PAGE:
We’re Ready For Hillary, But Are We Ready to Admit It?
I remember the first time I voted for Hillary Clinton—even if it wasn’t officially me doing the voting. It was February 2008; I was thirteen-years-old, and my mom squeezed me alongside her into the curtained voting booth to cast a ballot in the New York Democratic presidential primary. My mother put her hand over my own and we pulled the Hillary Clinton lever together, casting the ballot.
I don’t begrudge anyone their political views (okay, maybe Trump supporters), but I’m surprised by many of my peers’ utter lack of support for Hillary Clinton in 2016. I’ve excitedly awaited the chance to vote for Clinton myself long before her candidacy became a certainty. Though my newsfeed is constantly filled with Sanders montages (posted by friends from all political backgrounds), I can count on one hand the number of times I’ve seen anything pro-Clinton pop up on my Facebook.
Not only is my social media entirely devoid of support for Clinton, my university, NYU, is as well. On the final day to register to vote in the New York State Primary, NYU swarmed with the politically involved helping their fellow students to register, and every single one of these political student-activists carried a sign for Sanders—there was not one “I’m with her” button in sight.
I spoke with three of my Clinton-supporting friends at NYU to discuss the experience of being pro-Clinton on a campus “feeling the Bern.” One, a politics major told me that her political views are often given less weight by her fellow college students: “There’s all this Bernie idealism and it gets ranked on this higher level than Hillary pragmatism, but that’s not the way I see it.” My friend studying women’s rights at NYU, spoke of a hierarchy among student-voters, explaining, “There is an element of social capital to it. Being a supporter of Bernie right now, at a liberal university, there is a certain amount of fitting in that that entails.”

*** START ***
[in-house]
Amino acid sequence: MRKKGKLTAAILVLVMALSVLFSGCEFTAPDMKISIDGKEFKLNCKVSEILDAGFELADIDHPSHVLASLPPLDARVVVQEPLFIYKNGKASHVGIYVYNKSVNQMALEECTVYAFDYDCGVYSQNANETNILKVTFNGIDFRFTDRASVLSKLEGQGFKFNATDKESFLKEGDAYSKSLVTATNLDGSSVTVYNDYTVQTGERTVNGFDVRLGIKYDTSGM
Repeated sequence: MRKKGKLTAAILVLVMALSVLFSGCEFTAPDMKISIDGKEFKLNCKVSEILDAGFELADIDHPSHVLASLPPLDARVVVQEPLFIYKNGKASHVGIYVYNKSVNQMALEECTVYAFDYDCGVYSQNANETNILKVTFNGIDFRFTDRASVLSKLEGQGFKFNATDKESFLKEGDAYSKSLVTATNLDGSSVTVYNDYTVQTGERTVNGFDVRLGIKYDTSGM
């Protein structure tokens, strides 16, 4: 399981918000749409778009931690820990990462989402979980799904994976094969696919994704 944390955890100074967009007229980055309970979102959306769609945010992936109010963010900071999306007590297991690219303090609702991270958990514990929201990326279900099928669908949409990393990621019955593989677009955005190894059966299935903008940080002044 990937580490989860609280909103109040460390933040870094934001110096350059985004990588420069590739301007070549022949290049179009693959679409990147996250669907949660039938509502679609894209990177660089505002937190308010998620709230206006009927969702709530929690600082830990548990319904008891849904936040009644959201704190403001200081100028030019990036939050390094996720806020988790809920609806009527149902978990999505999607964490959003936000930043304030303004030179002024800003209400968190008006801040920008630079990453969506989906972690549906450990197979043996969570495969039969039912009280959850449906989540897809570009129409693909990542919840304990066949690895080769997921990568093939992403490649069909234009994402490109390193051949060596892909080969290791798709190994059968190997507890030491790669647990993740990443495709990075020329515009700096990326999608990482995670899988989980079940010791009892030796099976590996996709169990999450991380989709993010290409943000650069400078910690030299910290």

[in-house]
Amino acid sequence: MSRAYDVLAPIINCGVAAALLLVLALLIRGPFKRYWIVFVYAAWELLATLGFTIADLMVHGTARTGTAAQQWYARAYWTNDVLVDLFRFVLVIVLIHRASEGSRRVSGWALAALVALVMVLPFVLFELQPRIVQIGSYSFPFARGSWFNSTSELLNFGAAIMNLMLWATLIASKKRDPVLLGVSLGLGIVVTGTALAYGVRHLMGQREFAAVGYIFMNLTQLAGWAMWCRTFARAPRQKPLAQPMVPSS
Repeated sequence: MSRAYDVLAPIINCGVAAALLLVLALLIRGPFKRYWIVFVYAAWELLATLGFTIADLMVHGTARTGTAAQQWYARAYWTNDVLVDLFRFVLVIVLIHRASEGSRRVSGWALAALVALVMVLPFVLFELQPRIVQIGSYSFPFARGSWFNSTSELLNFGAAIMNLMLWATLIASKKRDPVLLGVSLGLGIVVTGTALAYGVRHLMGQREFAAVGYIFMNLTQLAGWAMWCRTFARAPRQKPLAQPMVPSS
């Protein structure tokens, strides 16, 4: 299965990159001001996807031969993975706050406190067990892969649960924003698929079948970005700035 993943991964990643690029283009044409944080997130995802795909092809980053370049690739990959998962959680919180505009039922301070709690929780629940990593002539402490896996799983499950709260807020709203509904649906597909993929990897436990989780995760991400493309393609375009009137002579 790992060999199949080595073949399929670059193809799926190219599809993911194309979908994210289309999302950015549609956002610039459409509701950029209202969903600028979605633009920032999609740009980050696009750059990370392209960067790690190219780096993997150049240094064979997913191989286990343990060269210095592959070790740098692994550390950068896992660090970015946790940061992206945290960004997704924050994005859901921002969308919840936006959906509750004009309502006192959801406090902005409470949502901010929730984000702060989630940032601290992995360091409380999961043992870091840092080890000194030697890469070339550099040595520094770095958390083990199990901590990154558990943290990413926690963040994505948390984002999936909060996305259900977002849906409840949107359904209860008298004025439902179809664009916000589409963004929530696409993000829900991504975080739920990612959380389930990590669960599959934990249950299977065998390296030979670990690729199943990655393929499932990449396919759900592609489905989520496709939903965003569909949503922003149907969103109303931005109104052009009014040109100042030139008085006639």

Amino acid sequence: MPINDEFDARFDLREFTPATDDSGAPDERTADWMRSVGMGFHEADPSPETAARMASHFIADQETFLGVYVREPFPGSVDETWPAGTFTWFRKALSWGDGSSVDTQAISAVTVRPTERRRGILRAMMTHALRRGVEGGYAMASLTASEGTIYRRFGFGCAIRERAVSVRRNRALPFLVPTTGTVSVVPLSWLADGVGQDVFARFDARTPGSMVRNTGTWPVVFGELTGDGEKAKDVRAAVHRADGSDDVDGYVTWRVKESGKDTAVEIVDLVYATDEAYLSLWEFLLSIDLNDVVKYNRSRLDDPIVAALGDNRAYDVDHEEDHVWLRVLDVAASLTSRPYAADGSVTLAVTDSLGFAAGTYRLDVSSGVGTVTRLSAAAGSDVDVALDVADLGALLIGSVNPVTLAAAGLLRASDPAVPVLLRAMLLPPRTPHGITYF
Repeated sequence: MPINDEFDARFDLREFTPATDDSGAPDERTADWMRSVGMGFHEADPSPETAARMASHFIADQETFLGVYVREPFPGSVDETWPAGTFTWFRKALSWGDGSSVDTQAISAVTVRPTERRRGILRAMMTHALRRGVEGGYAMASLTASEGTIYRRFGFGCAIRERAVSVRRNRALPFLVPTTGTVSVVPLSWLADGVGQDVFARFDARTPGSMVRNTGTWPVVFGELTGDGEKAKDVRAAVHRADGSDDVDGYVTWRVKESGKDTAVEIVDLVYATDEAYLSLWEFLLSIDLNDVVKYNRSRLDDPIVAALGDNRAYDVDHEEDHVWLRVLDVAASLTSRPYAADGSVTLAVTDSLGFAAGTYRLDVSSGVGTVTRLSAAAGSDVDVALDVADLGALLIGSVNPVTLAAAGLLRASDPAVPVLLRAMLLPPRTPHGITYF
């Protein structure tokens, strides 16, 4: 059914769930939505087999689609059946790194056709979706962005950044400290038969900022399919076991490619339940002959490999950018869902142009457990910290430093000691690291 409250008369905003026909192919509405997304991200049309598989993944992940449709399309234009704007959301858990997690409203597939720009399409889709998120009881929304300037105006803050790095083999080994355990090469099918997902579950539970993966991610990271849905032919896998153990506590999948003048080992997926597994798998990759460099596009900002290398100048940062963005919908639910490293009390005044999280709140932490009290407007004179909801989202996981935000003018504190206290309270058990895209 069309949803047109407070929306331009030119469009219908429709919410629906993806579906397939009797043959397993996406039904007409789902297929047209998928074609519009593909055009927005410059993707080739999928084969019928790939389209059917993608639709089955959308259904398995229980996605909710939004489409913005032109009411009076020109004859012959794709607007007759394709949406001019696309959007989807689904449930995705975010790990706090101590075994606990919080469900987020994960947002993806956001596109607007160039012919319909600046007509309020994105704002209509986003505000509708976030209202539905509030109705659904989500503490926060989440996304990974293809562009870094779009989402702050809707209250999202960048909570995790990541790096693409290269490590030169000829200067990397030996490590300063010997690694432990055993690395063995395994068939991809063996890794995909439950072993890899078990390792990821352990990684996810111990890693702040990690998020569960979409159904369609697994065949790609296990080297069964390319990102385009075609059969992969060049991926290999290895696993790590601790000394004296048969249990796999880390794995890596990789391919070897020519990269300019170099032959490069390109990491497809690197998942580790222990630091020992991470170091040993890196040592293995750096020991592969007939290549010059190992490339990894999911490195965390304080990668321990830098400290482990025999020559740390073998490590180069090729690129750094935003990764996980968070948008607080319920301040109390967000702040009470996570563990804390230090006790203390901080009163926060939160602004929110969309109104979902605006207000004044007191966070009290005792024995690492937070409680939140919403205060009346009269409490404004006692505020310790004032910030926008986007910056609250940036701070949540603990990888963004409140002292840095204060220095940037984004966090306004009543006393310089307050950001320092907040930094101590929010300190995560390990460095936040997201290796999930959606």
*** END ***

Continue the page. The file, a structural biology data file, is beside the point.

Recently, one of my classmates wore a Sanders t-shirt to my Jane Austen class. It was baggy and white, with a large photo of Sanders taking up the entire front—1990s baby-announcement, or bat mitzvah t-shirt style. I sat there in class looking at that Sanders shirt and wondered, would it be weird if I wore Clinton’s face on a t-shirt?
I’m not the only one who has thought about the social consequences of outward support of Clinton lately, in fact, a friend of mine also majoring in politics at NYU expressed a similar sentiment: “I feel like I’m this staunch conservative to them [young Sanders supporters] and I feel awkward expressing my support for Clinton. I don’t mean to offend anyone here. Some people get a little vicious when they hear that I support Clinton.”
Another friend told me, “You support Hillary then that means you officially become conservative. And its frustrating, too, because a lot of the people who support Bernie, and use the rhetoric of her [Clinton] being basically a bad person, they don’t know that that framework was laid by the conservatives for decades.” She added, “It’s just a little scary to be vocal about Hillary on campus.”